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Lexington plans to recognize Juneteenth-Emancipation Day with a series of events

Lexington Mayor Linda Gorton and Organizers of Juneteenth Events 06-04-24
Stu Johnson
Lexington Mayor Linda Gorton and Organizers of Juneteenth Events 06-04-24

A number of activities are scheduled later this month in Lexington to recognize Juneteenth, also known as Emancipation Day. The 101-year-old Cadentown School served as the backdrop Tuesday to preview several events.

Officially declared a federal holiday in 2021, Juneteenth commemorates the end of slavery in the U.S. The 19th annual Juneteenth Jubilee will be the evening of June 15th at African Cemetery Number two on East Seventh. Yvonne Giles has researched resting places for black Civil War soldiers for years.

“And I always, always, always enjoy this. This is why I exist…to find these other tidbits that no one has uncovered,” said Giles.

Giles said it’s always about expanding the story…not just taking the first information read or listened to. She said the initial finding of 40 Civil War soldier headstones in the cemetery has grown to 154 with a goal of 200.

Lexington Historian Yvonne Giles offering insights following the news conference
Stu Johnson
Lexington Historian Yvonne Giles holding an educational time following the news conference

Another one of the events is a celebration presented by U.S. Freedmen Coalition. Kentucky Director Marvin Young said it will run June 22nd from 11:00 a.m. until 7 p.m. at Charles Young Park.

“We’re begging you all to bring your children, cause the children are our future and we want them to know this holiday, what its significance is here in Kentucky and how we as a nation has grown to observe something that should have been observed a long time ago,” said Young.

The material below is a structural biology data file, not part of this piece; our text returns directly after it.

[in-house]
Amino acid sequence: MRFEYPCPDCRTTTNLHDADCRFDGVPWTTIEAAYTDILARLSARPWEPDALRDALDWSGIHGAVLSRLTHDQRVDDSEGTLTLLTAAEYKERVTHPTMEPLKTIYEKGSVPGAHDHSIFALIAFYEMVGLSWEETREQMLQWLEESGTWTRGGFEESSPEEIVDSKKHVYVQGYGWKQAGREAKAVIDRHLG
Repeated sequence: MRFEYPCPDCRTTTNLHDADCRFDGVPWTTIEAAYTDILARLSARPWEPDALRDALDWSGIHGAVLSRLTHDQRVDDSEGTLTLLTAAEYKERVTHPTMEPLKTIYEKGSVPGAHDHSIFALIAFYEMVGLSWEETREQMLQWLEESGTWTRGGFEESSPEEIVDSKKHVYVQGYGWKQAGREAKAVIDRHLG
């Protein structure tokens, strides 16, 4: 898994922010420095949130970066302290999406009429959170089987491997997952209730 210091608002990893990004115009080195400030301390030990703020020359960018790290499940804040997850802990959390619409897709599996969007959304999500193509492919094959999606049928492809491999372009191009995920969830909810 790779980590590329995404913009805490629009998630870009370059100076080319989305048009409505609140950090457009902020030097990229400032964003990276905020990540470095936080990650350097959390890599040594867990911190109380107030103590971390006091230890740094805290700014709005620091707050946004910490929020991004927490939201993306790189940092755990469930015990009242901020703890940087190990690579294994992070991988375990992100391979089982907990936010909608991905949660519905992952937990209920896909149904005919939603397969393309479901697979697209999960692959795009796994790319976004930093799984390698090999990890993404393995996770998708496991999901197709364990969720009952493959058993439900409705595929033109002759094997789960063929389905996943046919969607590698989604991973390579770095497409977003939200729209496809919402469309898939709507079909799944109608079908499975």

A third focus during the Juneteenth observance will be Fayette County's historic black hamlets. “A Sense of Place” will be held at Cadentown Missionary Baptist Church. Lexington Equity and Implementation Officer Tiffany Brown said hamlets were sanctuaries of hope and bastions of self-determination.

Events highlighting the celebration in Lexington include:

· 19th Annual Juneteenth Jubilee, 7-8:30 p.m., June 15, African Cemetery No. 2, 419 East 7th St.: Lexington’s oldest Juneteenth Celebration will again highlight the spirit of freedom, and honor the Civil War soldiers who fought for that freedom.

· Soulteenth Fest, noon-6 p.m., June 15, Moondance Amphitheater, 1152 Monarch St.: Celebrates black liberation and ingenuity through music, art, agriculture, and food.

· Juneteenth Freedom Day, 2-8 p.m., June 16, Douglass Park, 726 Georgetown St.: A community celebration sponsored by Wiseguys Barbershop and the Georgetown Street Neighborhood Area Association to bring awareness to culture, history, equality, and peace through food, music and activities for children.

· “A Sense of Place”, 11 a.m., June 19, Cadentown Missionary Baptist Church, 2950 Cadentown Road: Juneteenth celebration in a historic Black hamlet.

· Juneteenth Independence Day Celebration, doors open 6 p.m., June 19, Lyric Theatre and Cultural Arts Center, 300 E. Third St.: A celebration of African American independence and artistic expression through live performances including jazz, hip-hop, line-dancing, African drumming, spoken word, rap, violin, stepping, ballet, gospel, acting, and opera.

· Juneteenth Celebration presented by U.S. Freedmen Coalition, 11 a.m.-7 p.m., June 22, Charles Young Park, 215 Midland Ave.: Entertainment, food, information booths, vendors, and community fellowship celebrating black American liberation.

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Stu has been reporting for WEKU for more than 35 years. His primary beat is Lexington/Fayette government.
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